For this reason, and because not always is arranged the best possible documentation, we consider that the majority of vectorisations
they exist in the market don’t plenty satisfied our needs as teaching staff of graphic expression and CAD, althoug we can always be
using the same systems of projection or codified representations, it is imposed a lot of times to interpret acording the context the
different signs and graphic registers used.
We know experimental applications that go beyond, they even arrive to generate a 3D model from a lifted hand draw that represents
three orthogonal projections of it, but it isn’t less certain that its utility is restricted to fields very specialised and the option that we
propose, there is not knowledge at least to us that it exist; commercially speaking.
Our porpose has been to develope a symple metedology of vectorisation but adapted to the special idiosyncrasy of the needs of an
architecture student that with frequency for his formation requires to generate with CAD models 2D and 3D of architectural projects from
the information contented in magazines, and with them create several formas analysis.
The most important difference in the matter to other systems is the interactivity of the procedure that let personify the exit file, even the
wide diversity of graphic registers that it exist in the entrance, being the user only once has to identify and interpret the signs to detect,
and then the process is realized automatically to any plant of the building or equivalent projection.
The energy performance of a base case building in each of four climates and cultures is presented. The climates are: Phoenix (hotdry), Minneapolis (cold-dry), Boston (cold-humid), and New Orleans ( hot- humid). Keeping the host climate, site, building size and function constant: but varying materials, shape and design concepts, each base case is iterated through a series of computer assisted re-designs to transform each base case building into an architecture representative of its regional climate and culture.
Traditional technologies and concepts produce traditional regional architecture. New technologies and concepts produce forms expressive of an emerging high-tech, high-touch, low energy society.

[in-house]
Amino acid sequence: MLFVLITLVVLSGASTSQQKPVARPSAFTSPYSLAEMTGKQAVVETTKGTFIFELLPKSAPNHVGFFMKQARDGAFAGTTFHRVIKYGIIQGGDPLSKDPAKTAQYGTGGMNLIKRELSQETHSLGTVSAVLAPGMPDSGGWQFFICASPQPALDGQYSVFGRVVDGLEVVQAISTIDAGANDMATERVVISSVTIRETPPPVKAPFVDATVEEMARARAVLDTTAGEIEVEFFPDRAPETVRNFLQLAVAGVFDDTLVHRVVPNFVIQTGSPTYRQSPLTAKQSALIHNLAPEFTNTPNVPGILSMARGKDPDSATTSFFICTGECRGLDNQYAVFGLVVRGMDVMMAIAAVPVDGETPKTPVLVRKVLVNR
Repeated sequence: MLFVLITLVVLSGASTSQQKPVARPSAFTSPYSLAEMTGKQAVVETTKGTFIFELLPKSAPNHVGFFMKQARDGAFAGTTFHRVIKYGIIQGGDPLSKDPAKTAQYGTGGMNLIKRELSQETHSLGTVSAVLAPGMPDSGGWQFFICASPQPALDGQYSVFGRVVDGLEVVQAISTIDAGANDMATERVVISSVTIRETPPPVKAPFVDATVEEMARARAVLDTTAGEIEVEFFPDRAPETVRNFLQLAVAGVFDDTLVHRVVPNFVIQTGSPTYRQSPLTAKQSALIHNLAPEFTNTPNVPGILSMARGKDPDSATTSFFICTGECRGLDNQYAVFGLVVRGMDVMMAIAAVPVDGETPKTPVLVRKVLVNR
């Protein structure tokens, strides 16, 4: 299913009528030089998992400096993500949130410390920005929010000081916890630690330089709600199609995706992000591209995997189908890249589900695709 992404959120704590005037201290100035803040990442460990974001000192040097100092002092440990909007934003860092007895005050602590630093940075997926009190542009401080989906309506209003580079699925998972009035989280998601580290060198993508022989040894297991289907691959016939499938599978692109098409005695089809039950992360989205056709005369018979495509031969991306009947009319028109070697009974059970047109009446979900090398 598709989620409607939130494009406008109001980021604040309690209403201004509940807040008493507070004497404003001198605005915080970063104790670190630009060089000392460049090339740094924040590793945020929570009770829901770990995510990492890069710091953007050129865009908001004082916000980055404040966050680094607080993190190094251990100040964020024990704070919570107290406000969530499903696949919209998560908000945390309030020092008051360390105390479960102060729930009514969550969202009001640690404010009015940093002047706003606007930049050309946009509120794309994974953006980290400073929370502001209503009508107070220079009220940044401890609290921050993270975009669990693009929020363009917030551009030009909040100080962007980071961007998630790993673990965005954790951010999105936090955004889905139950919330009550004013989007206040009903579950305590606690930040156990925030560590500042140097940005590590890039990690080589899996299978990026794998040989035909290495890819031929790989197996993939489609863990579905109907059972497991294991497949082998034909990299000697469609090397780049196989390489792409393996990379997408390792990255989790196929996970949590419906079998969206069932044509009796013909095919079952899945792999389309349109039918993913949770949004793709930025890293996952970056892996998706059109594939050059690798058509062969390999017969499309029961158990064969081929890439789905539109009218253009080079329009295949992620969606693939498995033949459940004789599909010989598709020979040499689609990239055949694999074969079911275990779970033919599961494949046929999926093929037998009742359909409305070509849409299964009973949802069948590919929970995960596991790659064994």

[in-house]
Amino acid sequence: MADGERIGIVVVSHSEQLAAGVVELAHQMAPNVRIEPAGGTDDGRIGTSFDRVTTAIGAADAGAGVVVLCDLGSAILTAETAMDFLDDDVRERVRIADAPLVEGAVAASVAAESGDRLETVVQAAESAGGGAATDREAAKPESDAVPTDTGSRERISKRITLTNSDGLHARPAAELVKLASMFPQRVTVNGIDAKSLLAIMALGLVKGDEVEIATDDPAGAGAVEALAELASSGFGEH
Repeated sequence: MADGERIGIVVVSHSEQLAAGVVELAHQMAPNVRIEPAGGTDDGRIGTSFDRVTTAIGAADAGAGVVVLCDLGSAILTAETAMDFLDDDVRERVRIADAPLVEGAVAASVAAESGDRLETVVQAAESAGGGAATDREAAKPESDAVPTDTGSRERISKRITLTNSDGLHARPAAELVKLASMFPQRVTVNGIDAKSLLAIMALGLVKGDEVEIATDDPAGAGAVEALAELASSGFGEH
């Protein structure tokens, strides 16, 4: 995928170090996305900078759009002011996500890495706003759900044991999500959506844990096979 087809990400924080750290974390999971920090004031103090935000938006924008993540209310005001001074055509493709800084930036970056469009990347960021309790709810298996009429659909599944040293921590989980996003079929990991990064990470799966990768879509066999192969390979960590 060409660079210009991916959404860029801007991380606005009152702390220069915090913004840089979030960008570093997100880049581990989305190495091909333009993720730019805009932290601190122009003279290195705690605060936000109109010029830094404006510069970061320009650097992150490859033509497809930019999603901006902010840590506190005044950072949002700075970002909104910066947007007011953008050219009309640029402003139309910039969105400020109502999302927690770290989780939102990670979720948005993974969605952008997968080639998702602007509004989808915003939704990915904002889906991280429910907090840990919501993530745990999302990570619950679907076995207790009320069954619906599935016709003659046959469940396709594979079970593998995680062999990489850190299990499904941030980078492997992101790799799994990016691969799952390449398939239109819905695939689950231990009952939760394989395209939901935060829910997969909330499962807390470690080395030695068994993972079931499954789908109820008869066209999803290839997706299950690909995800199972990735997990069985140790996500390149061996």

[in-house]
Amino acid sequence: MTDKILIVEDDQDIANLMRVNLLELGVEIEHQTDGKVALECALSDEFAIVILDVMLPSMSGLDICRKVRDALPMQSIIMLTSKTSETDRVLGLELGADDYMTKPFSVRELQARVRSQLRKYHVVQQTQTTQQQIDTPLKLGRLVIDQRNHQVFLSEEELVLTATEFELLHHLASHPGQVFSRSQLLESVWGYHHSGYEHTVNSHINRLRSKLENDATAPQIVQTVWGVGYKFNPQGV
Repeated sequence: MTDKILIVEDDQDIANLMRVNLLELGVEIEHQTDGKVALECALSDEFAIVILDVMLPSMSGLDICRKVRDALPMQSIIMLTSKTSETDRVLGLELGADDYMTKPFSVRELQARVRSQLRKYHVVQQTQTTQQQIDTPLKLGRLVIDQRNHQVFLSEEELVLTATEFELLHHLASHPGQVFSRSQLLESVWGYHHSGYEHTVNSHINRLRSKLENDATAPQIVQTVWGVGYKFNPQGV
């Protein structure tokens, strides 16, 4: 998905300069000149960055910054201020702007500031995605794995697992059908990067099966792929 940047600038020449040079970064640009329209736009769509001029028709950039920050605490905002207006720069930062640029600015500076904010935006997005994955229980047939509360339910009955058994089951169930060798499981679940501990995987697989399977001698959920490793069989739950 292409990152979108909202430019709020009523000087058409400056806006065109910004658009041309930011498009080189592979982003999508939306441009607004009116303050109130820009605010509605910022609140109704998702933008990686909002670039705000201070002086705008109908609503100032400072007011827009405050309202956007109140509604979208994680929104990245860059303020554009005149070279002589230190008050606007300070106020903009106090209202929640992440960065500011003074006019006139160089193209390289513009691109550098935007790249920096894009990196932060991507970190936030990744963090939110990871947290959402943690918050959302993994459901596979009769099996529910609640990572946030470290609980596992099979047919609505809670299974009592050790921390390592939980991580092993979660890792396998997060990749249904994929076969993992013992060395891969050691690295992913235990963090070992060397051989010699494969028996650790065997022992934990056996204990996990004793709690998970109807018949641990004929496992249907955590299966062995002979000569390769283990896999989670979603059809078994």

The paper presents computer generated work by the author and his students. It also presents an interim evaluation of the successes and difficulties of conducting a 'paper free' design studio.
Situated Learning in Designing (SLiDe) is developed and implemented within the domain of architectural shape composition (in the form of floor plans), to construct the situatedness of shape semantics. An architectural shape semantic is a set of characteristics with a semantic meaning based on a particular view of a shape such as reflection symmetry, adjacency, rotation and linearity. Each shape semantic has preconditions without which it cannot be recognised. Such preconditions indicate nothing about the situation within which this shape semantic was recognised. The situatedness or the applicability conditions of a shape semantic is viewed as, the interdependent relationships between this shape semantic as the design knowledge in focus, and other shape semantics across the observations of a design composition. While designing, various shape semantics and relationships among them emerge in different representations of a design composition. Multiple representations of a design composition by re-interpretation have been proposed to serve as a platform for SLiDe. Multiple representations provide the opportunity for different shape semantics and relationships among them to be found from a single design composition. This is important if these relationships are to be used later because it is not known in advance which of the possible relationships could be constructed are likely to be useful. Hence, multiple representations provide a platform for different situations to be encountered. A symbolic representation of shape and shape semantics is used in which the infinite maximal lines form the representative primitives of the shape.